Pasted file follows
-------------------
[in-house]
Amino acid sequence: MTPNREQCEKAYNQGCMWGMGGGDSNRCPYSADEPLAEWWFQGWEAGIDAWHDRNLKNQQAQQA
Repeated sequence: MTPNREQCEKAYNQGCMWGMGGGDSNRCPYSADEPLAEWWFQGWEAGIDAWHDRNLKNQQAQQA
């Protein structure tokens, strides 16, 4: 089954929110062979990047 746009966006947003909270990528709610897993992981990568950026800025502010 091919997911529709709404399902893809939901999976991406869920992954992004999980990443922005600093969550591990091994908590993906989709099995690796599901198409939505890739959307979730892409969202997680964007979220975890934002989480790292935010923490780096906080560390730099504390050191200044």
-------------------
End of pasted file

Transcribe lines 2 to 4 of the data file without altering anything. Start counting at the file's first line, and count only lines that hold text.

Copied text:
Amino acid sequence: MTPNREQCEKAYNQGCMWGMGGGDSNRCPYSADEPLAEWWFQGWEAGIDAWHDRNLKNQQAQQA
Repeated sequence: MTPNREQCEKAYNQGCMWGMGGGDSNRCPYSADEPLAEWWFQGWEAGIDAWHDRNLKNQQAQQA
């Protein structure tokens, strides 16, 4: 089954929110062979990047 746009966006947003909270990528709610897993992981990568950026800025502010 091919997911529709709404399902893809939901999976991406869920992954992004999980990443922005600093969550591990091994908590993906989709099995690796599901198409939505890739959307979730892409969202997680964007979220975890934002989480790292935010923490780096906080560390730099504390050191200044």